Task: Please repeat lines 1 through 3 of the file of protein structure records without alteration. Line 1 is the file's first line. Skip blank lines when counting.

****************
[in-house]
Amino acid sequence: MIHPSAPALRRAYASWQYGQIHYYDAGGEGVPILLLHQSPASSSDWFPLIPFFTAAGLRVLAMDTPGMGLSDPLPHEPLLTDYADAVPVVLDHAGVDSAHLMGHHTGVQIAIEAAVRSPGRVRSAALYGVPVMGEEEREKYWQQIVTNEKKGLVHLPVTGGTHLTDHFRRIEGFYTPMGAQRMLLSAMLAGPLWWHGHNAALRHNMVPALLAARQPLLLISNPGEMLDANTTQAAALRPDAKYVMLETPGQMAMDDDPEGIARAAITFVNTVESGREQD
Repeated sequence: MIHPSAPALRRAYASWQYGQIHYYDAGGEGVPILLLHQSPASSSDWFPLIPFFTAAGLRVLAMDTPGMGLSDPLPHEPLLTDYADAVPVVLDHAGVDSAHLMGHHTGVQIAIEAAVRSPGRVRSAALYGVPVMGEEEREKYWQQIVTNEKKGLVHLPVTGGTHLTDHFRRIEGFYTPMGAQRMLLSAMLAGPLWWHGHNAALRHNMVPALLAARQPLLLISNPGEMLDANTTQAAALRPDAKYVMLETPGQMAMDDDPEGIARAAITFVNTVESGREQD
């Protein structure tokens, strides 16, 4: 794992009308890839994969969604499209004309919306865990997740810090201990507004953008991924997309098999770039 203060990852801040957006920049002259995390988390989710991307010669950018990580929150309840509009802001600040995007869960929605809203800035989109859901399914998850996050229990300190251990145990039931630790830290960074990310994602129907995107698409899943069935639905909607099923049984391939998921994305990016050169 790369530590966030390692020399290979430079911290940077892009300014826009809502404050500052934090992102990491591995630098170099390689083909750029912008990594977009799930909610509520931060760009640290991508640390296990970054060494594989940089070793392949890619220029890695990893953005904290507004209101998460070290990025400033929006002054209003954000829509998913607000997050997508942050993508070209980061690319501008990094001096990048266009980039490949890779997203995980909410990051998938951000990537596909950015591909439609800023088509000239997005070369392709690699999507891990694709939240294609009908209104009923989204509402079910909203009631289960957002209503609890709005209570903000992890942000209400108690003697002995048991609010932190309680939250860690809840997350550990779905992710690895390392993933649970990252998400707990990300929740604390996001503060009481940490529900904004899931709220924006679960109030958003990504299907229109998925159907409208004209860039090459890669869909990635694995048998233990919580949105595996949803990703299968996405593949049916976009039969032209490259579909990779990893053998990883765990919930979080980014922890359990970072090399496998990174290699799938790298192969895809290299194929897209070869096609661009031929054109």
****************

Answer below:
[in-house]
Amino acid sequence: MIHPSAPALRRAYASWQYGQIHYYDAGGEGVPILLLHQSPASSSDWFPLIPFFTAAGLRVLAMDTPGMGLSDPLPHEPLLTDYADAVPVVLDHAGVDSAHLMGHHTGVQIAIEAAVRSPGRVRSAALYGVPVMGEEEREKYWQQIVTNEKKGLVHLPVTGGTHLTDHFRRIEGFYTPMGAQRMLLSAMLAGPLWWHGHNAALRHNMVPALLAARQPLLLISNPGEMLDANTTQAAALRPDAKYVMLETPGQMAMDDDPEGIARAAITFVNTVESGREQD
Repeated sequence: MIHPSAPALRRAYASWQYGQIHYYDAGGEGVPILLLHQSPASSSDWFPLIPFFTAAGLRVLAMDTPGMGLSDPLPHEPLLTDYADAVPVVLDHAGVDSAHLMGHHTGVQIAIEAAVRSPGRVRSAALYGVPVMGEEEREKYWQQIVTNEKKGLVHLPVTGGTHLTDHFRRIEGFYTPMGAQRMLLSAMLAGPLWWHGHNAALRHNMVPALLAARQPLLLISNPGEMLDANTTQAAALRPDAKYVMLETPGQMAMDDDPEGIARAAITFVNTVESGREQD